Utah's Kid Ski Culture

Supporting Tiny Skiers for a Lifetime of Fun

Offspring of the winter-inclined may be born with ski legs, but that doesn't mean there aren't extra considerations for planning a family ski trip. And for those completely new to skiing and snowboarding, it's a whole other ballgame. To help you from bottom of the mountain to the top — and back down again — we've assembled some of Utah's best resorts for families, tips for starting ski school, and a few ideas for keeping things fun both on the slope and off. Your Utah family ski vacation starts here.

Watch the tiny grommets barrel down the mountain on miniature skis and snowboards with no fear, their parents trailing their tracks screaming, “Pizza, pizza!” Entry to snow sports for kids is simple, and family-based deals and amenities keep growing and evolving with every ski season. Utah loves teaching kids to ski and snowboard while keeping things fun for parents, too. Check out top local picks for off-the-slopes winter fun.

Ski schools abound at resorts throughout the state, and their instructors teach with loads of patience to help skiers of tomorrow start out right. Many families place their child in ski school for the morning to learn the basics and to give parents some quality ski time alone, and then all ski together as a family in the afternoon.

  • Ready to conquer ski school. Photo: Marc Piscotty

  • Enjoying the food and the views at Sundance. Photo: Marc Piscotty

  • Finding my ski legs at Snowbird. Photo: Marc Piscotty

  • A necessary provision at Deer Valley. Photo: Marc Piscotty

  • Still all smiles at the end of the day. Photo: Marc Piscotty

While teaching kids to ski or snowboard is a great idea any time during the ski season, one ideal opportunity is Learn to Ski and Snowboard Month in January. Resorts offer plenty of deals to get kids of all ages up on skis or snowboards and get a jump on learning the skills necessary to continue for the rest of the season.

In some cases, it helps to be a Utah resident, because a few deals are geared especially to those living in state. But don’t get discouraged if you live elsewhere. Helpful programs such as Alta Ski Area’s season-long “Learn to Ski” program also counts for destination skiers. First-time skiers can choose up to four days of discounted lessons and rental packages, which can be used any time during the season. At Brian Head, the risk-free "Learn to Ski in 3" program gives first-time skiers and riders of any age a guarantee that the Terrain-Based Learning program will have you skiing or snowboarding in just three lessons or you’ll get a full refund.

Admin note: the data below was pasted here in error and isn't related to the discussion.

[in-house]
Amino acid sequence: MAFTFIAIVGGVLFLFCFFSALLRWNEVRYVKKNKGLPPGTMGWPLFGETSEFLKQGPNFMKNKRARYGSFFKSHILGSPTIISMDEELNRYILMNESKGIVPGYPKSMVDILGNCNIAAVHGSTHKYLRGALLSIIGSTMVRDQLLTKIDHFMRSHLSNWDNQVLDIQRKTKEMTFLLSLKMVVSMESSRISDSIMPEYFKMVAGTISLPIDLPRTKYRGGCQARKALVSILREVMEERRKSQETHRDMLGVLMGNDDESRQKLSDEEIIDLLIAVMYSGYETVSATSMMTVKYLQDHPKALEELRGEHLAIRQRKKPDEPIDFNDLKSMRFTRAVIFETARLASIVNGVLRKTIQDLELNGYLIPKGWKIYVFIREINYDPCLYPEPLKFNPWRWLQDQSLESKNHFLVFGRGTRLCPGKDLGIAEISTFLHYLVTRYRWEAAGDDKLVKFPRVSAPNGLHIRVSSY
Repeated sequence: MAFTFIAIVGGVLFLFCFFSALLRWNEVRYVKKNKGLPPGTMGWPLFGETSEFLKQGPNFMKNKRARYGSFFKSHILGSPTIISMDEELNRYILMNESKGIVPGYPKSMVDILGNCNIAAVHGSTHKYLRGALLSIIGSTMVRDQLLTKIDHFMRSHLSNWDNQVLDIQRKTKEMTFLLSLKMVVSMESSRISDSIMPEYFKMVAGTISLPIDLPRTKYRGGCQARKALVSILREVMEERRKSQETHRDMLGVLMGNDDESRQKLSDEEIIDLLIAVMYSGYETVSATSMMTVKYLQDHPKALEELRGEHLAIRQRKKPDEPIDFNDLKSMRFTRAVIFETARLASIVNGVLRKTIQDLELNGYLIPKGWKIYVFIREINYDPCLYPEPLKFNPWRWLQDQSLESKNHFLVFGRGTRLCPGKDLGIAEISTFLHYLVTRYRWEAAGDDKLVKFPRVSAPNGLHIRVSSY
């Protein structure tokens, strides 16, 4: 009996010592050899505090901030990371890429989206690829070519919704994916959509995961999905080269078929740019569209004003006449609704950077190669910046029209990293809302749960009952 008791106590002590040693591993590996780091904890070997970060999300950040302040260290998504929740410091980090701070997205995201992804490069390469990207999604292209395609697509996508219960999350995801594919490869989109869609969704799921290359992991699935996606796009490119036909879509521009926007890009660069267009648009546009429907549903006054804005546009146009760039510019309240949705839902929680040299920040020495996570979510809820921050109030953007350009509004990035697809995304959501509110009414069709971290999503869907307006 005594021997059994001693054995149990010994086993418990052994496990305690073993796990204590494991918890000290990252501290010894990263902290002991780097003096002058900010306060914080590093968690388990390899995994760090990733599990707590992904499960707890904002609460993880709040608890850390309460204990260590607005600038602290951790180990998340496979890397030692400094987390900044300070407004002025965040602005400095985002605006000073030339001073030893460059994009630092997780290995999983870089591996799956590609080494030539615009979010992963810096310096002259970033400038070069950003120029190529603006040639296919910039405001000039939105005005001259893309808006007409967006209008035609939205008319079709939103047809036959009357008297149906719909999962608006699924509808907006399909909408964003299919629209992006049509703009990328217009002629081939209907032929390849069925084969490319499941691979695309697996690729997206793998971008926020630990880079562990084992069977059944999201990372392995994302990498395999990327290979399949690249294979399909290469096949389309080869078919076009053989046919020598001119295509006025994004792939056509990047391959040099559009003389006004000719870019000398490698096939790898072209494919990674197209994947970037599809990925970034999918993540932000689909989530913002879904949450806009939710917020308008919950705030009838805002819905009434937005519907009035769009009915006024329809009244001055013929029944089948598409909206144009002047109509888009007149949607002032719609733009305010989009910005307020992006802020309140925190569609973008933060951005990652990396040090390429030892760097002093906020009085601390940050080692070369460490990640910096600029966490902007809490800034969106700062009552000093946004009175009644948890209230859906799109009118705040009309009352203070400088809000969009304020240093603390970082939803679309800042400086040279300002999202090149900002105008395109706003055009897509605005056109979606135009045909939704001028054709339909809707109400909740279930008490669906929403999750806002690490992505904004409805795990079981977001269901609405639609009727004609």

Their energy on the slopes may seem endless, but eventually, even the most dedicated young learner needs a break.

If your family is Nordic-sport inclined, plenty of spots around the state are happy to support your adventures. Nordic Centers, often with family-friendly tours available, can be found at Alta Ski AreaPark City Mountain's Canyons Village sideCherry Peak ResortSnowbasin ResortSolitude Mountain Resort and Sundance Mountain Resort. Sundance Mountain Resort has more than 9 miles of dedicated cross-country terrain and another 6 miles for snowshoeing. Snowbasin is a prime spot, featuring 16 miles of cross-country trails from beginner to advanced. 

Their energy on the slopes may seem endless, but eventually, even the most dedicated young learner needs a break. That’s a great time to switch up the activity to something fresh like tubing. Ski resorts such as Brian Head, Cherry Peak and Snowbasin have lift-served tubing hills, making it easy to break up the day’s itinerary of activities. Gorgoza Park, between Salt Lake City and Park City, has seven lift-served lanes for tubing, as well as separate features for the youngest kids to discover snow fun at their own speed. Soldier Hollow has 1,200-foot-long tubing lanes — the state’s longest. Slide there during the day or night, and lifts will allow you to get in as many runs as you can take.




Former Backcountry.com CEO Jill Layfield's tips for preventing mid-slope meltdowns

  1. Layer up. A cold kid is a grumpy kid. Bring plenty of extra layers, dry socks and hand warmers.
  2. Embrace the bribe. Offer gummy bears for a mid-run reward and promise hot chocolate at the end of a good day.
  3. Bring a backpack. Great for extra layers of clothing, gear, accessories, snacks and sneakers for last minute boot changes.
  4. Make an early exit. Calling it a day before they run out of steam will mean more energy and enthusiasm for tomorrow.

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In Utah, you can have both a slopeside or an urban experience, because the vibrant metropolitan corridor of the Wasatch Front sits minutes away from the foot of the Wasatch Mountain Range where most of our Utah ski resorts can be found.

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